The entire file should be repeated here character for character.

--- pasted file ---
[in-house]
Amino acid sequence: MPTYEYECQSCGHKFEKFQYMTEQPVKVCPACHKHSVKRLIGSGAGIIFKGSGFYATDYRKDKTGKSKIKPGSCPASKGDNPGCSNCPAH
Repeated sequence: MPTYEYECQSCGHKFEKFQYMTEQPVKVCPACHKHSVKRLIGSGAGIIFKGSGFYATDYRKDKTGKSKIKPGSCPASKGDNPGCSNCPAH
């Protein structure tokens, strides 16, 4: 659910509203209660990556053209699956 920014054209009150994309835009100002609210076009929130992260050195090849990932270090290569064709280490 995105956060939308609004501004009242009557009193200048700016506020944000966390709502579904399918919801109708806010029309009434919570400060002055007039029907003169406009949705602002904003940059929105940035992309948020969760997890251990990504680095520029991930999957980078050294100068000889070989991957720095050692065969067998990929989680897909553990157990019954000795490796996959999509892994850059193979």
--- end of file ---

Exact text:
[in-house]
Amino acid sequence: MPTYEYECQSCGHKFEKFQYMTEQPVKVCPACHKHSVKRLIGSGAGIIFKGSGFYATDYRKDKTGKSKIKPGSCPASKGDNPGCSNCPAH
Repeated sequence: MPTYEYECQSCGHKFEKFQYMTEQPVKVCPACHKHSVKRLIGSGAGIIFKGSGFYATDYRKDKTGKSKIKPGSCPASKGDNPGCSNCPAH
């Protein structure tokens, strides 16, 4: 659910509203209660990556053209699956 920014054209009150994309835009100002609210076009929130992260050195090849990932270090290569064709280490 995105956060939308609004501004009242009557009193200048700016506020944000966390709502579904399918919801109708806010029309009434919570400060002055007039029907003169406009949705602002904003940059929105940035992309948020969760997890251990990504680095520029991930999957980078050294100068000889070989991957720095050692065969067998990929989680897909553990157990019954000795490796996959999509892994850059193979």